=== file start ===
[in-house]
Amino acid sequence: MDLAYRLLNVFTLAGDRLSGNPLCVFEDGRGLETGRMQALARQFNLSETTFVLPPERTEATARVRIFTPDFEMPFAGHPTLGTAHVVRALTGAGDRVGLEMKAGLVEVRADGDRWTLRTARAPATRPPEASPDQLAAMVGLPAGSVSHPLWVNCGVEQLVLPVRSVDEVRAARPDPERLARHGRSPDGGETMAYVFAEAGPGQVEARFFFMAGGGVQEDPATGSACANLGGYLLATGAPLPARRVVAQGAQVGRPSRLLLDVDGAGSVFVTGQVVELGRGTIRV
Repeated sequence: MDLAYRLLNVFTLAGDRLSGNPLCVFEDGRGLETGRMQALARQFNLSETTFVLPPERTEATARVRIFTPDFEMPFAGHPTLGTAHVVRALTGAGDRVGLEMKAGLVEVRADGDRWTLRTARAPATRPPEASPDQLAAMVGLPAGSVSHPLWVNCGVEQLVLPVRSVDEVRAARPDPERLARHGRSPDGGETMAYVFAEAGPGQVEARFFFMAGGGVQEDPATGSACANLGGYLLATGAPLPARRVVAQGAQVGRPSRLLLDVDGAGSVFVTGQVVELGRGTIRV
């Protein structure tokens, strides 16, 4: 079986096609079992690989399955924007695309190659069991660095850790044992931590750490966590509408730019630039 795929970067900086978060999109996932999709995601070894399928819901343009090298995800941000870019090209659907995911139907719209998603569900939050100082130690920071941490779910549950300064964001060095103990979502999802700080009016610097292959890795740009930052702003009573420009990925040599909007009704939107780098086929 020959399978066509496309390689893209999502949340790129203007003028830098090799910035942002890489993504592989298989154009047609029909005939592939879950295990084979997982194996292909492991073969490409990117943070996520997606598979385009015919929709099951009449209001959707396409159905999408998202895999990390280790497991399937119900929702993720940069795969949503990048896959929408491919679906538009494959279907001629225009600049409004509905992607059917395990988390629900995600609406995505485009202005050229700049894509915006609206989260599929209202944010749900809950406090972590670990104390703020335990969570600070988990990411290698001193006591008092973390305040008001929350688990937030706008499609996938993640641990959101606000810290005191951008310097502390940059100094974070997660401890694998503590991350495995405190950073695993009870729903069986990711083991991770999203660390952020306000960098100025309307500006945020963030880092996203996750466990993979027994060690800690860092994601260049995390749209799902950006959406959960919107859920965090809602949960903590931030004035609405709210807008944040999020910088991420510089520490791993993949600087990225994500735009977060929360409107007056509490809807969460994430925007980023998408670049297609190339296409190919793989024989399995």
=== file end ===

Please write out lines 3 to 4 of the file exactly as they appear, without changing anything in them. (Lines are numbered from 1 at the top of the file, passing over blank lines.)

Repeated sequence: MDLAYRLLNVFTLAGDRLSGNPLCVFEDGRGLETGRMQALARQFNLSETTFVLPPERTEATARVRIFTPDFEMPFAGHPTLGTAHVVRALTGAGDRVGLEMKAGLVEVRADGDRWTLRTARAPATRPPEASPDQLAAMVGLPAGSVSHPLWVNCGVEQLVLPVRSVDEVRAARPDPERLARHGRSPDGGETMAYVFAEAGPGQVEARFFFMAGGGVQEDPATGSACANLGGYLLATGAPLPARRVVAQGAQVGRPSRLLLDVDGAGSVFVTGQVVELGRGTIRV
């Protein structure tokens, strides 16, 4: 079986096609079992690989399955924007695309190659069991660095850790044992931590750490966590509408730019630039 795929970067900086978060999109996932999709995601070894399928819901343009090298995800941000870019090209659907995911139907719209998603569900939050100082130690920071941490779910549950300064964001060095103990979502999802700080009016610097292959890795740009930052702003009573420009990925040599909007009704939107780098086929 020959399978066509496309390689893209999502949340790129203007003028830098090799910035942002890489993504592989298989154009047609029909005939592939879950295990084979997982194996292909492991073969490409990117943070996520997606598979385009015919929709099951009449209001959707396409159905999408998202895999990390280790497991399937119900929702993720940069795969949503990048896959929408491919679906538009494959279907001629225009600049409004509905992607059917395990988390629900995600609406995505485009202005050229700049894509915006609206989260599929209202944010749900809950406090972590670990104390703020335990969570600070988990990411290698001193006591008092973390305040008001929350688990937030706008499609996938993640641990959101606000810290005191951008310097502390940059100094974070997660401890694998503590991350495995405190950073695993009870729903069986990711083991991770999203660390952020306000960098100025309307500006945020963030880092996203996750466990993979027994060690800690860092994601260049995390749209799902950006959406959960919107859920965090809602949960903590931030004035609405709210807008944040999020910088991420510089520490791993993949600087990225994500735009977060929360409107007056509490809807969460994430925007980023998408670049297609190339296409190919793989024989399995």